John Buchan at a Lectern
We will take the prosaic side first. We Scotsmen are a commonplace folk, fond of sticking close to the ground, and asking a reason for things and a practical justification. We take a pleasure, a malicious pleasure, I am afraid, in pricking bubbles; and though we are very sentimental ourselves, we like to pour cold water on other people’s sentiment...

…Now I want you to turn to the other side of the Scottish character, the side which is as far distant as possible from the cautious, prosaic, worldly-wise side. I have been talking about. With all our prudence, our history is a record of the pursuit of lost causes, unattainable ideals, and impossible loyalties. Look at the long wars of independence which we fought under Bruce and Wallace. If we had had any sommon sense we would have made peace at the beginning, accepted the English terms, and grown prosperous at the expense of our rich neighbours. Look at the wars of religion, when for a refinement of dogma and a nice point of Church government the best of the Lowland peasantry took to the hills. Look at the Jacobite risings. What earthly sense was in them? Merely because Prince Charlie was a Stewart, and because he was young and gallant, we find sober, middle-aged men, lairds, lawyers, and merchants, risking their necks and their fortunes to help a cause, which was doomed from the start. We have, all of us, we Scots, a queer daftness in our blood. We may be trusted to be prudent and sensible beyond the average up to a certain point. But there comes a moment when some half-forgotten loyalty is wakened, and then we fling prudence to the winds. The truth is that we are at bottom the most sentimental and emotional people on earth. We hide it deep down, and we don a mask of gravity and dour caution, but it is there all the time, and all the stronger because we hide it so deep.

John Buchan, "Some Scottish Characteristics’ in W. A. Craigie et. Al., The Scottish Tongue (1924).

We lived around Strathmartine Road for generations. According to birth, marriage and death certificates and Census records I’ve been able to find, the McIntoshes and Beats and Benvies and Morrisons lived in Bucklemackers Wynd, Wellingtron Street and Hospital Park as well as Hill Street and on the Hilltown Road itself. The Forbes lived at the Downfield end of Strathmartine Road and my Granny’s granny, Jessie Hackett Beat, took her to St Salvador’s Church. Jessie and her daughter, Auntie Chat (Charlotte) had a pottery shop and a fishmonger on Kinghorne Road. And even though our home in Hill Street was torn down to build multi-stories and we were moved to St Mary’s when I was about 15 or 16, and enjoyed having electric light instead of gas mantles, and lots of hot water and a bath in its own room and not a zinc tub we brought in from the lobby and filled up in front of our kitchen fire, I’ll always think of myself not only as a Dundee lass, but as a Hilltown girl.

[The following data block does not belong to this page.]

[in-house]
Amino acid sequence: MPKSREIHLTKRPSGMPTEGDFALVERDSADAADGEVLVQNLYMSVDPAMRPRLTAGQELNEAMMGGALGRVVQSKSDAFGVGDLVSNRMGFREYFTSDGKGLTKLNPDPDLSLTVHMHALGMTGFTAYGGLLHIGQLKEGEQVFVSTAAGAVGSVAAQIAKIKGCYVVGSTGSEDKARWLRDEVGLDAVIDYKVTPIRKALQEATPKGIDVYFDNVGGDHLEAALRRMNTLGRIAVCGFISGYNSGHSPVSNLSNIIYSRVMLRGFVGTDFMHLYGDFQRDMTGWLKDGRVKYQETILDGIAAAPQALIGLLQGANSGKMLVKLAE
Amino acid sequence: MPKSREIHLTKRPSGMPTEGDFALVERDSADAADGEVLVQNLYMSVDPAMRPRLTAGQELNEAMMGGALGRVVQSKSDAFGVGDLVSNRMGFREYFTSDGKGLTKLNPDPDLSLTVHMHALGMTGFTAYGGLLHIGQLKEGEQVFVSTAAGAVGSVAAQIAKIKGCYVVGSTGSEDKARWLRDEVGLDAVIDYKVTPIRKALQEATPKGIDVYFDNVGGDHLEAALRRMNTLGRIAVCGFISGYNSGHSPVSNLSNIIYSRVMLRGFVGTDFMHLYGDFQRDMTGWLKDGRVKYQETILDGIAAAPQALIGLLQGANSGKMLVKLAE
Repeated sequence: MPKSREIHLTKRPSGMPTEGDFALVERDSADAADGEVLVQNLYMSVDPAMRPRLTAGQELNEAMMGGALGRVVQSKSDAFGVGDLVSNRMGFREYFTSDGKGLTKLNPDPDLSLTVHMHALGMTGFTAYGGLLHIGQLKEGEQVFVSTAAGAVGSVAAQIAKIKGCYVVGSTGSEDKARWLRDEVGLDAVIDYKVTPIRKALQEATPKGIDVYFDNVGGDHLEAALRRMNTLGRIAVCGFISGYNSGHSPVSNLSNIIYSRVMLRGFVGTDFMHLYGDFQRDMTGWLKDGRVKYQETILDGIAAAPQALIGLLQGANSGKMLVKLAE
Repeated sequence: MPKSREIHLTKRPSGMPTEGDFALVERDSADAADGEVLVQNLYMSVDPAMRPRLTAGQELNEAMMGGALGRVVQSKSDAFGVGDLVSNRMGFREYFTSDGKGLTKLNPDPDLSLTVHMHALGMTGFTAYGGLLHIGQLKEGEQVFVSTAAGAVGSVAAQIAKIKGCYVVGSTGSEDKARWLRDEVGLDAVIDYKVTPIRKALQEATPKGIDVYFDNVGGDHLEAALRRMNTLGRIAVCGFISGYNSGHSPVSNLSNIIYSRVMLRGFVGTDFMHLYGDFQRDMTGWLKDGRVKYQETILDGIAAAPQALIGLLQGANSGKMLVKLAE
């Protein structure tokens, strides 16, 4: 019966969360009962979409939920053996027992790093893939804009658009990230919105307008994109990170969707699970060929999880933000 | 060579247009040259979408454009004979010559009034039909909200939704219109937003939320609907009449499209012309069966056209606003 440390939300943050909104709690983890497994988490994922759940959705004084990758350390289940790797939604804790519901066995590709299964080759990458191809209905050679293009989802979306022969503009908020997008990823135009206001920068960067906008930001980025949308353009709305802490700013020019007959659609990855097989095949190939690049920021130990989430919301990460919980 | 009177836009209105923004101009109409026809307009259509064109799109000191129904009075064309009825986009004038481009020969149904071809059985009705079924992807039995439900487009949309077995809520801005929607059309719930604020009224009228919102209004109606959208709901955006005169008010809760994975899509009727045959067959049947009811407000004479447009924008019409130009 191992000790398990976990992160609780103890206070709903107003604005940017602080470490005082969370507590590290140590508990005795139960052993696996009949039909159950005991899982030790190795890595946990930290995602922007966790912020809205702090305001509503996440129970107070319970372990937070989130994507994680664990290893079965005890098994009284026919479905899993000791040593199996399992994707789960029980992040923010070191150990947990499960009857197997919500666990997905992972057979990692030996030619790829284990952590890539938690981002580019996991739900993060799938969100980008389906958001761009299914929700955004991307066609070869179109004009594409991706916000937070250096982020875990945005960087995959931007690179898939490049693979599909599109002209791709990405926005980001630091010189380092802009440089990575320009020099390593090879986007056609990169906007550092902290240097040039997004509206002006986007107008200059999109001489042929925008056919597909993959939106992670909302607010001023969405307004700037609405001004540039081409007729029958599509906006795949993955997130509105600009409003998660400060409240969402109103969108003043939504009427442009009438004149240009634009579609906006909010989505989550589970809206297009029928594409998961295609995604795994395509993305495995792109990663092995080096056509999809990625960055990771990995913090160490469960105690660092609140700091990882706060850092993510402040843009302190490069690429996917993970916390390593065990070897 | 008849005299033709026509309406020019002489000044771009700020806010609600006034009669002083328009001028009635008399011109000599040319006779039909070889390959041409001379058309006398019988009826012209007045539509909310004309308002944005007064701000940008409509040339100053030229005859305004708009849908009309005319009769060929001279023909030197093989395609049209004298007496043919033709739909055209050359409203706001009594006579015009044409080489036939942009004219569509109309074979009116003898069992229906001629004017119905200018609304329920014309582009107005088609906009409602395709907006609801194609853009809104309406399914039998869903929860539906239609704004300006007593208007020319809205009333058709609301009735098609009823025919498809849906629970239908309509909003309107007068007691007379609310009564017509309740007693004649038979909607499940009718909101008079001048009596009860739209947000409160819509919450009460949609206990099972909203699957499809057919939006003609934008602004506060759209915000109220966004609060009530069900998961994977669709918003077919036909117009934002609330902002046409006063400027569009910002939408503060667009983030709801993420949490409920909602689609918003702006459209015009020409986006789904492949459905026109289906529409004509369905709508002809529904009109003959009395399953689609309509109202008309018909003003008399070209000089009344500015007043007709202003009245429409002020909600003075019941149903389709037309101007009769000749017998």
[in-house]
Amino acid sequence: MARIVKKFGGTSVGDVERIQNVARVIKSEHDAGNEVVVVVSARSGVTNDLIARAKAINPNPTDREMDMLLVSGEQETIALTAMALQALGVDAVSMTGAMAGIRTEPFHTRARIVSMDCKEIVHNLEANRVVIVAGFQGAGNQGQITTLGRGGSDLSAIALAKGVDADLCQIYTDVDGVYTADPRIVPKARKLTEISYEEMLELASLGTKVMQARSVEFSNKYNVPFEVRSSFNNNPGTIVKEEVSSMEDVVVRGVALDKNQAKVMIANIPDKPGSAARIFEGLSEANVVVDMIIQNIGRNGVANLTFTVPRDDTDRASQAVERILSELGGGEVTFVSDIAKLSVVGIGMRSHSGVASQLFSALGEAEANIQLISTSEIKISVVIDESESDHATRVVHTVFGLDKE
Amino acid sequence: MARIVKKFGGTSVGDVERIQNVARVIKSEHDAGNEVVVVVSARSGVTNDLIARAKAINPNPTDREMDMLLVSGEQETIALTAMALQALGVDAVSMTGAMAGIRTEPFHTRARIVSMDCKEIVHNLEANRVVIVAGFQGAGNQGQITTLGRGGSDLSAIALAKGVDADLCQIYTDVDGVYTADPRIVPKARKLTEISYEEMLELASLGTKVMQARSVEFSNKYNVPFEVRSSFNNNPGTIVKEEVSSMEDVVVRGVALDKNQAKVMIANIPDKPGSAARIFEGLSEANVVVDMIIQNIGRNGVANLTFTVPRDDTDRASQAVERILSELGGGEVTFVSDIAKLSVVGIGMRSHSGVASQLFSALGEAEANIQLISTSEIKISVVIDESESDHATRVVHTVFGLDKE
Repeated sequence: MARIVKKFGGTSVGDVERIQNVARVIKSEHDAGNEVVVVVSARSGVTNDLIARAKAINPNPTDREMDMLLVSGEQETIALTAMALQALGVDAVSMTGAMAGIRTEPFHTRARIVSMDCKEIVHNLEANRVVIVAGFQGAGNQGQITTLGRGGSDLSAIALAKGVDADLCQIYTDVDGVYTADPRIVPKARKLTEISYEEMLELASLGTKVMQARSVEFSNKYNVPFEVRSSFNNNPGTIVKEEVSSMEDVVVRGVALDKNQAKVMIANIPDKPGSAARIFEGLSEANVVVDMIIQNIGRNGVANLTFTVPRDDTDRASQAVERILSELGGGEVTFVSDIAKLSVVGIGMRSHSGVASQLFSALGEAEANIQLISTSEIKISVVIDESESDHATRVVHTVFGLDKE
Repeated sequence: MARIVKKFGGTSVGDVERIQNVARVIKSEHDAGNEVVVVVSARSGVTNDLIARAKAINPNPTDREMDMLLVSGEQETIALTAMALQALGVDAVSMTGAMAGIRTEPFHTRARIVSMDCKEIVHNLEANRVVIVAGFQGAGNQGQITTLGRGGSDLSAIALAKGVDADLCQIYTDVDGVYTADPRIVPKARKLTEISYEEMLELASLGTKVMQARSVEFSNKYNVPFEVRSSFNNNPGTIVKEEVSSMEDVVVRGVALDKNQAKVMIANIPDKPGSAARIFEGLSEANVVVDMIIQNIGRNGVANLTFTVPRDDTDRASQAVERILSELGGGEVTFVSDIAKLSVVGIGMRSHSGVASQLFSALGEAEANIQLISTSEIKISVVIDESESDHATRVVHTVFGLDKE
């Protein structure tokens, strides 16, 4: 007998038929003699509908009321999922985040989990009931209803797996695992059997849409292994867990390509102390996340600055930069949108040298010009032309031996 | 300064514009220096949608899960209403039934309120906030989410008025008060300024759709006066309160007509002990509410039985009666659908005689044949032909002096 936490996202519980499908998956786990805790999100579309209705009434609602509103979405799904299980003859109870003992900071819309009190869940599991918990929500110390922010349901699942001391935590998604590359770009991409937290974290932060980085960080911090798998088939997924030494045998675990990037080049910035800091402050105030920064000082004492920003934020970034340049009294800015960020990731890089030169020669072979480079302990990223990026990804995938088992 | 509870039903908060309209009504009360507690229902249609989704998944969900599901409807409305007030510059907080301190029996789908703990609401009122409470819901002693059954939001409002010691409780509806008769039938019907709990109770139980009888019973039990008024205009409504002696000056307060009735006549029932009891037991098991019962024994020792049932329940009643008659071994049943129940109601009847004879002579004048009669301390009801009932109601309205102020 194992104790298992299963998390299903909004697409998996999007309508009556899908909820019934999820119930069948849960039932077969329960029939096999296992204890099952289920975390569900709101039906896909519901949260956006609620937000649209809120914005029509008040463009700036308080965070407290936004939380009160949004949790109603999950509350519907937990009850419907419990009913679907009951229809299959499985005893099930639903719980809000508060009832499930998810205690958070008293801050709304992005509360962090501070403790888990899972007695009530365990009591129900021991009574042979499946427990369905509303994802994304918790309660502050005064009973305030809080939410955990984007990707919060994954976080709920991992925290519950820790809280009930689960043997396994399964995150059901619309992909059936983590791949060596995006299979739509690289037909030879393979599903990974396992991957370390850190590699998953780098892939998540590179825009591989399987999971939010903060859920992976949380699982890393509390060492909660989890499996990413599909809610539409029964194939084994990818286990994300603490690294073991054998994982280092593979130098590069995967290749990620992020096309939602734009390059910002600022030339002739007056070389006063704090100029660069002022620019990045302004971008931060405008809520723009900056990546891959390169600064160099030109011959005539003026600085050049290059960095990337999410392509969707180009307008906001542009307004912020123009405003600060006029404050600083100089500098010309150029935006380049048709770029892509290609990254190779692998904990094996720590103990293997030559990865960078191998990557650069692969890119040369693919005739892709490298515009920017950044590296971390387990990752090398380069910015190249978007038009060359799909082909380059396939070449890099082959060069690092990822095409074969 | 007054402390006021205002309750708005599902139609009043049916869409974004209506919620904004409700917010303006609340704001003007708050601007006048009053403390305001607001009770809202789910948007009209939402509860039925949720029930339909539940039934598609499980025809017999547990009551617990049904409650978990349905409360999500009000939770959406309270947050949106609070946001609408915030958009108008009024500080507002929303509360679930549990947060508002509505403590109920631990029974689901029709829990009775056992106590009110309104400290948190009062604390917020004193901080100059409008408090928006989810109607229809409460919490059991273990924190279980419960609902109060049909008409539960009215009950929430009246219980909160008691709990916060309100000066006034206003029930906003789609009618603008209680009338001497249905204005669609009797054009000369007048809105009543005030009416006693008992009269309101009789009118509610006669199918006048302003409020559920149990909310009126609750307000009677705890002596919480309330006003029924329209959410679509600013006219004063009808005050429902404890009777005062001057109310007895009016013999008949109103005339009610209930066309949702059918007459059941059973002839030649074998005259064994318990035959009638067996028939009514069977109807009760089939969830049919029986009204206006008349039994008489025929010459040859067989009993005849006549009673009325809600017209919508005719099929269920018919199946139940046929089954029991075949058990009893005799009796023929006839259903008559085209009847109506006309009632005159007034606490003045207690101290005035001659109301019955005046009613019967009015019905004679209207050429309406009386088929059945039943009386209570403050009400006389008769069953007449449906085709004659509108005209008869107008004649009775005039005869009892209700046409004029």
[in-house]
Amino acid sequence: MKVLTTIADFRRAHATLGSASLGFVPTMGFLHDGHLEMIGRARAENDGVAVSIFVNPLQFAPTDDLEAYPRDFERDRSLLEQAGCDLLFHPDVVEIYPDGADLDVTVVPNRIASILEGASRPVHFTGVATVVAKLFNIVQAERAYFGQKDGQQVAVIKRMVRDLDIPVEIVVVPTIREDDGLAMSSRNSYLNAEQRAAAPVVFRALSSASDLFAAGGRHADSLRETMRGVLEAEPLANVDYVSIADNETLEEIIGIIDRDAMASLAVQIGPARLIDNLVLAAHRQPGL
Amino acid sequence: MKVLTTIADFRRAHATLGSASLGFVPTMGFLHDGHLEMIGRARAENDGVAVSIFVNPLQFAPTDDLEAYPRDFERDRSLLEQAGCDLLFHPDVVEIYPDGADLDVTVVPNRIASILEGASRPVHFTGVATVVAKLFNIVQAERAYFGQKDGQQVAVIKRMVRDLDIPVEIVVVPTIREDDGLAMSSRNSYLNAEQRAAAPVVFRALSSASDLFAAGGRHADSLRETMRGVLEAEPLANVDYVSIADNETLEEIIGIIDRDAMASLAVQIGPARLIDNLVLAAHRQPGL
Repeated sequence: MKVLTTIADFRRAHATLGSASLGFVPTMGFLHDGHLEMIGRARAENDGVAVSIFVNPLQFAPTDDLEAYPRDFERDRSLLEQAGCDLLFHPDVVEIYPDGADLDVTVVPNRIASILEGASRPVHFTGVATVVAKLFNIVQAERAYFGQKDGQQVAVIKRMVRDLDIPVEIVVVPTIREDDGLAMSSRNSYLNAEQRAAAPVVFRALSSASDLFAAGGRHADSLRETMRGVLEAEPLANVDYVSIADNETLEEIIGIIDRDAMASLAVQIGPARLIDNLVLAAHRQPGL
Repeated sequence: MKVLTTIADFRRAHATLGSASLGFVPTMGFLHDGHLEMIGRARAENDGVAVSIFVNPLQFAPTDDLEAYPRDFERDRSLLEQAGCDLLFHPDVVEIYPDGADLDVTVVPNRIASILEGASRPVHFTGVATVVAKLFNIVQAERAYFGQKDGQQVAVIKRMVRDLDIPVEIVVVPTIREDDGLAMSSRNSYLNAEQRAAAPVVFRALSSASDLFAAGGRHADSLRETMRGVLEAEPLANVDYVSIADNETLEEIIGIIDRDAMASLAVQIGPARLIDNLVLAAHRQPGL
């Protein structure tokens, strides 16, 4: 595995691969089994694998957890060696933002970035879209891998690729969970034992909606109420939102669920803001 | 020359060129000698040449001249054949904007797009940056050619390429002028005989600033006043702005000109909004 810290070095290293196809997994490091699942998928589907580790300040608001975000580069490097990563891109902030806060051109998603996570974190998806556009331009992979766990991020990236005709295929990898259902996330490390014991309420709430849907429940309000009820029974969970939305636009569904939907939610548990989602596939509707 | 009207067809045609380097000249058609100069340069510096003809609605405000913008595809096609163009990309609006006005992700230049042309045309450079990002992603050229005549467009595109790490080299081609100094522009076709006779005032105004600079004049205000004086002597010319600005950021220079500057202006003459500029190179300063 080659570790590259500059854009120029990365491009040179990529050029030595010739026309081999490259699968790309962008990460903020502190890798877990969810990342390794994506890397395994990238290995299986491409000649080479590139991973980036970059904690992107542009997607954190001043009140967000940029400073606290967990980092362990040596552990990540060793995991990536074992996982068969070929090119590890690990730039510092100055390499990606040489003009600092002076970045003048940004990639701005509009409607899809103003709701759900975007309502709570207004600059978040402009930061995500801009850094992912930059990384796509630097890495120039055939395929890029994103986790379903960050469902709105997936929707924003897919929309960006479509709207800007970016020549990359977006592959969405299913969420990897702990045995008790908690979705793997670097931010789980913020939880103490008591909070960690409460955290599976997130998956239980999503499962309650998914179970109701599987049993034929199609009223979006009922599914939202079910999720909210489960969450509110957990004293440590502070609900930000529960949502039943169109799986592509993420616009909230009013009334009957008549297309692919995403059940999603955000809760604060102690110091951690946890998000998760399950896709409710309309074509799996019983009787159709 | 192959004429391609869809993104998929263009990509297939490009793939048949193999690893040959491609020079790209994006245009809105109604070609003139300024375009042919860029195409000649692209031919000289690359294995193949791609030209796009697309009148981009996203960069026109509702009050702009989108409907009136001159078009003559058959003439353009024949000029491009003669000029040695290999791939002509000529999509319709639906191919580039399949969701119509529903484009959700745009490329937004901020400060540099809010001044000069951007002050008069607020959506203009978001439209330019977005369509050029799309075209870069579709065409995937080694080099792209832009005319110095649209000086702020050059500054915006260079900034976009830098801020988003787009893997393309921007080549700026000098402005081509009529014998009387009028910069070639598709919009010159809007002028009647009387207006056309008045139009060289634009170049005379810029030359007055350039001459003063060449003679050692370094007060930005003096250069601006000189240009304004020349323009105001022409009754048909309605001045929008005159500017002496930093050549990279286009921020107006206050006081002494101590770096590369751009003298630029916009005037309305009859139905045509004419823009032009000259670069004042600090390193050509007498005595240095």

Another Courier picture, the Hilltown in my time. And there’s the Clock, and the pub, and the road to the meal man and the Number 20 bus heading to the City Center.
Another Courier picture, the Hilltown in my time. And there’s the Clock, and the pub, and the road to the meal man and the Number 20 bus heading to the City Center.

I get sentimental when I play "The Miles to Dundee" and think of the "howe of Strathmartine" being behind me in that childhood sense. I think of hiking up Hill Street to the top of the Law or down the Hill to the Wellgate and town, the busses I caught and the ones I missed, the frequent rain and the warm summer sunshine and the snow that too quickly turned into slush on those steep braes that lead and encircle the Hilltown, and most of all, "my ain folk" of shopkeepers and neighbours and schoolfriends and my ancestors who were all part of my growing years. And I wish I could go back in time like a character from Wells’ "The Time Machine" or Diana Gabaldon’s "Outlander" novels or TV shows like "Sliders" or movies like "Somewhere in Time" and spend a few hours there once again before returning to my family of seven children and the ever growing number of grandchildren they’re bringing in to my life here in America.

But that can’t be done. So, I read books and make this scrapbook, and write my stories, and seek out my ancestors possibly because, according to Robert Louis Stevenson, "For that is the mark of the Scot of all classes: that he stands in an attitude towards the past unthinkable to Englishmen, and remembers and cherishes the memory of his forebears, good or bad; and there burns alive in him a sense of identity with the dead even to the twentieth generation." (Weir of Hermiston, 1896).

And now we come to the modern Hilltown, and the view from a multi story built probably on the land I played around at the bottom of Hill Street –

And now we come to the modern Hilltown
And there’s the Number 20 headed doon the toon.
And there’s the Church where I was christened.
And there’s the clock that I could see from our bedroom window.
And there’s the Hilltown brae and the Tay Brig off in the distance.

The Wee Lassie frae Dundee?
And isna’ she a rogie,
a rogie, a rogie;
And isna’ she a rogie,
The Wee Lassie frae Dundee?